There are few well-known must-see tourist attractions from which to get your bearings; not like London with Buckingham Palace and Piccadilly, New York with Times Square and the Statue of Liberty, or Paris with Notre Dame and the Eiffel Tower (though, confusingly, Tokyo has one of those, too.)
No, Tokyo is not a city of things to see, so much as a city where people meet to create and exchange ideas--and have a rollicking good time when they can. Rick Kennedy introduces the stories and personalities of this utterly fascinating city to us.
Most of the Little Adventures are walking tours with explicit directions, a godsend in a densely-packed, chaotically organised place with an unintelligible address system. A city of Tokyo's size and wealth can afford to indulge almost every whim, and Kennedy shows a good selection of whims, both the eccentric and the commonplace. Perfect example: without this book, I would never have visited the particular art supplies shop where the brushmaker who supplied Picasso still works. I visited Akihabara several times before discovering that the radio building had an upstairs level...full of antiques.
Since few people have the room to entertain at home, Tokyo abounds in restaurants, bars, and other social places. Rick seems to have visited all of them. (A sister publication and website, Tokyo Q, gives an even better guide to restaurants, as well as being funkier)
The only thing that keeps me from giving this guide five stars is that a few of these little adventures really do require some Japanese language skill to get the best out of them, which Kennedy seems to gloss over.
But it's wonderful gloss. While the information Kennedy gives us is useful, the great joy of this book is its charming, poised, mature style. Better than Bill Bryson, and often as funny. A real pleasure to read.
When friends visit me in Tokyo, I send them my copy in advance. I find that they're able to amuse themselves admirably while I'm busy, and I can enjoy myself with them when I'm not.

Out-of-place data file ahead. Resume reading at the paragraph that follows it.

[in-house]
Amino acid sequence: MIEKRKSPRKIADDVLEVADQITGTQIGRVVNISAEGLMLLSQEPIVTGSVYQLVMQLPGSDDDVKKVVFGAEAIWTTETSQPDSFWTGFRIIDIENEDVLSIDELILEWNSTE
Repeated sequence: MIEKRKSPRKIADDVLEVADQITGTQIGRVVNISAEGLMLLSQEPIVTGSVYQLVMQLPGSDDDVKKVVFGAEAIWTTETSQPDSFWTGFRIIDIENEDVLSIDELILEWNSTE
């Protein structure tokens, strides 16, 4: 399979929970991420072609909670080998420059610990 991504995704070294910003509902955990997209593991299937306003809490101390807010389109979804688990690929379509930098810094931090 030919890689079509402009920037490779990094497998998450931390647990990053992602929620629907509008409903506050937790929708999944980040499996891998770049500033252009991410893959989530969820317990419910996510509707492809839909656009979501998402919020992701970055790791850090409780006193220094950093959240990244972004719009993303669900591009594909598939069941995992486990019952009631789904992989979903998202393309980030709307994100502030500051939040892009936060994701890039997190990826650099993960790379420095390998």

Next edition, maybe he'll add an orientation walk around Shibuya? I work near Shibuya and visit regularly, but it still baffles me.
While not exactly an "off the beaten path" type of guide, there is plenty here to compliment a Lonely Planet or Frommer's. "Little Adventures in Tokyo" is more like having a friend showing you around his beloved city, from the top sites to his favorite hole-in-the-wall. Major attractions like Tsukiji, the famous fresh fish market (Adventure 10), are illuminated in fine detail. Interesting little bits like where to go for avante-guarde theater (Adventure 27) show an entirely different side. Variety is the key here, ranging from high priced to free, from esoteric to amusement.
The book is very well written, and can be read as a traveler's tales account of Tokyo in its own right, as well as used as a guide book. Several of the adventures I will never do, but I enjoyed reading about them all the same. It seems to be written a little more for residents than casual travelers, as several of the Adventures take some time.
The only word of warning is to take the prices with a grain of salt, as in Japan's rapidly changing economy things don't stay the same for long. I found everything to be about 100 yen more than the guide prices.
If you're on a whirlwind tour of Tokyo and/or Japan, you can leave this book at home. But if you'll be in Tokyo for even a week or more, I highly recommend trying the tea ceremony, seeing some minka, meditation, going to a public bath, etc. These are activities many Japanese people don't know about or don't take the time to do often. Moreover, they're activities that very few tourists (read: gaijin) do, so it is more of an enjoyable experience in my opinion.
Great book for those who enjoy places off the beaten path ...